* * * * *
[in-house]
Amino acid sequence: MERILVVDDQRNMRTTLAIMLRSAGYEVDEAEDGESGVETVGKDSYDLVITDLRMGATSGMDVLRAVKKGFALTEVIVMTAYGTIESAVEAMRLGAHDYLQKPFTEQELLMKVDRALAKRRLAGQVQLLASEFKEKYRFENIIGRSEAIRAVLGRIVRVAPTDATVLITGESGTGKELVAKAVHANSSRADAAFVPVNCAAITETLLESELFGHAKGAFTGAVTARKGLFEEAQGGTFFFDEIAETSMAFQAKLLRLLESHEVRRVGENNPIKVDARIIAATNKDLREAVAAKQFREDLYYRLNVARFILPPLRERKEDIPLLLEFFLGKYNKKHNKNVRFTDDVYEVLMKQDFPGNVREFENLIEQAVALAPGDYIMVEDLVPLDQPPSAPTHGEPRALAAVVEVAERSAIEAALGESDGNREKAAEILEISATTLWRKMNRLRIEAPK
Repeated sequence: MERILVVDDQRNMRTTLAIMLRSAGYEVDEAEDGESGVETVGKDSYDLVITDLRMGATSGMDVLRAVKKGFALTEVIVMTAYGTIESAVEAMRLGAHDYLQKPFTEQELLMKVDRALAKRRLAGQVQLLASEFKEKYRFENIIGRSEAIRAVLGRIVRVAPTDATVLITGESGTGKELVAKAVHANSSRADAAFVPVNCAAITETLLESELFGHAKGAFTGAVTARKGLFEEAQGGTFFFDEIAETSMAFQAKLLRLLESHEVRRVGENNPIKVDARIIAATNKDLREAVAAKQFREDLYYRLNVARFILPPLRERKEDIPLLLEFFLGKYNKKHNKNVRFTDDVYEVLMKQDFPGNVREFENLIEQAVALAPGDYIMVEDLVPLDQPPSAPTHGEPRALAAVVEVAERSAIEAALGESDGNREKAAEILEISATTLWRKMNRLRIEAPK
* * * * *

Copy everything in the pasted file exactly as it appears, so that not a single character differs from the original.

[in-house]
Amino acid sequence: MERILVVDDQRNMRTTLAIMLRSAGYEVDEAEDGESGVETVGKDSYDLVITDLRMGATSGMDVLRAVKKGFALTEVIVMTAYGTIESAVEAMRLGAHDYLQKPFTEQELLMKVDRALAKRRLAGQVQLLASEFKEKYRFENIIGRSEAIRAVLGRIVRVAPTDATVLITGESGTGKELVAKAVHANSSRADAAFVPVNCAAITETLLESELFGHAKGAFTGAVTARKGLFEEAQGGTFFFDEIAETSMAFQAKLLRLLESHEVRRVGENNPIKVDARIIAATNKDLREAVAAKQFREDLYYRLNVARFILPPLRERKEDIPLLLEFFLGKYNKKHNKNVRFTDDVYEVLMKQDFPGNVREFENLIEQAVALAPGDYIMVEDLVPLDQPPSAPTHGEPRALAAVVEVAERSAIEAALGESDGNREKAAEILEISATTLWRKMNRLRIEAPK
Repeated sequence: MERILVVDDQRNMRTTLAIMLRSAGYEVDEAEDGESGVETVGKDSYDLVITDLRMGATSGMDVLRAVKKGFALTEVIVMTAYGTIESAVEAMRLGAHDYLQKPFTEQELLMKVDRALAKRRLAGQVQLLASEFKEKYRFENIIGRSEAIRAVLGRIVRVAPTDATVLITGESGTGKELVAKAVHANSSRADAAFVPVNCAAITETLLESELFGHAKGAFTGAVTARKGLFEEAQGGTFFFDEIAETSMAFQAKLLRLLESHEVRRVGENNPIKVDARIIAATNKDLREAVAAKQFREDLYYRLNVARFILPPLRERKEDIPLLLEFFLGKYNKKHNKNVRFTDDVYEVLMKQDFPGNVREFENLIEQAVALAPGDYIMVEDLVPLDQPPSAPTHGEPRALAAVVEVAERSAIEAALGESDGNREKAAEILEISATTLWRKMNRLRIEAPK